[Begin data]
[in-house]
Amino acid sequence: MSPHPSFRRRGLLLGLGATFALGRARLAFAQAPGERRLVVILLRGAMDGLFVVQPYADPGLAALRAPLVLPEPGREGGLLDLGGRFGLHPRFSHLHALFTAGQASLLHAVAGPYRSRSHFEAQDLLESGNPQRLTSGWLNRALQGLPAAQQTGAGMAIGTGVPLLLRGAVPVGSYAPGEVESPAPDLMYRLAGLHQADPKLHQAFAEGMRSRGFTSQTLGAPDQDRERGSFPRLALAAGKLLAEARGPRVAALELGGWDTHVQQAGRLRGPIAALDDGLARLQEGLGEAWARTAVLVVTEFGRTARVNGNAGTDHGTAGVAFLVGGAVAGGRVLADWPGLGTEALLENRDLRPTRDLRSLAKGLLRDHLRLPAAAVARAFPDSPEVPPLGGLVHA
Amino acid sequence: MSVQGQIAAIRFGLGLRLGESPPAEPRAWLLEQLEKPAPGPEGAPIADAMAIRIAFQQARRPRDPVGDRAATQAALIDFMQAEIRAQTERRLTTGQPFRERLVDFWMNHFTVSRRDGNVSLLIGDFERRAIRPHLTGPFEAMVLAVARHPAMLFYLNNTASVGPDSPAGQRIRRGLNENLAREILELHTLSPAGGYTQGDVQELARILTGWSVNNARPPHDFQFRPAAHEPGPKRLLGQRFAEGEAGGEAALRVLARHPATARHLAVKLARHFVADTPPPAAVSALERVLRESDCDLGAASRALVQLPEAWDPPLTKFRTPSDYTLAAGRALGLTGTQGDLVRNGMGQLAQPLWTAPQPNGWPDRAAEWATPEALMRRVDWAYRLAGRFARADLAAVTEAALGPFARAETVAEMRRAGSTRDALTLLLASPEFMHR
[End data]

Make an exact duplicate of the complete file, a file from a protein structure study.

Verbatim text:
[in-house]
Amino acid sequence: MSPHPSFRRRGLLLGLGATFALGRARLAFAQAPGERRLVVILLRGAMDGLFVVQPYADPGLAALRAPLVLPEPGREGGLLDLGGRFGLHPRFSHLHALFTAGQASLLHAVAGPYRSRSHFEAQDLLESGNPQRLTSGWLNRALQGLPAAQQTGAGMAIGTGVPLLLRGAVPVGSYAPGEVESPAPDLMYRLAGLHQADPKLHQAFAEGMRSRGFTSQTLGAPDQDRERGSFPRLALAAGKLLAEARGPRVAALELGGWDTHVQQAGRLRGPIAALDDGLARLQEGLGEAWARTAVLVVTEFGRTARVNGNAGTDHGTAGVAFLVGGAVAGGRVLADWPGLGTEALLENRDLRPTRDLRSLAKGLLRDHLRLPAAAVARAFPDSPEVPPLGGLVHA
Amino acid sequence: MSVQGQIAAIRFGLGLRLGESPPAEPRAWLLEQLEKPAPGPEGAPIADAMAIRIAFQQARRPRDPVGDRAATQAALIDFMQAEIRAQTERRLTTGQPFRERLVDFWMNHFTVSRRDGNVSLLIGDFERRAIRPHLTGPFEAMVLAVARHPAMLFYLNNTASVGPDSPAGQRIRRGLNENLAREILELHTLSPAGGYTQGDVQELARILTGWSVNNARPPHDFQFRPAAHEPGPKRLLGQRFAEGEAGGEAALRVLARHPATARHLAVKLARHFVADTPPPAAVSALERVLRESDCDLGAASRALVQLPEAWDPPLTKFRTPSDYTLAAGRALGLTGTQGDLVRNGMGQLAQPLWTAPQPNGWPDRAAEWATPEALMRRVDWAYRLAGRFARADLAAVTEAALGPFARAETVAEMRRAGSTRDALTLLLASPEFMHR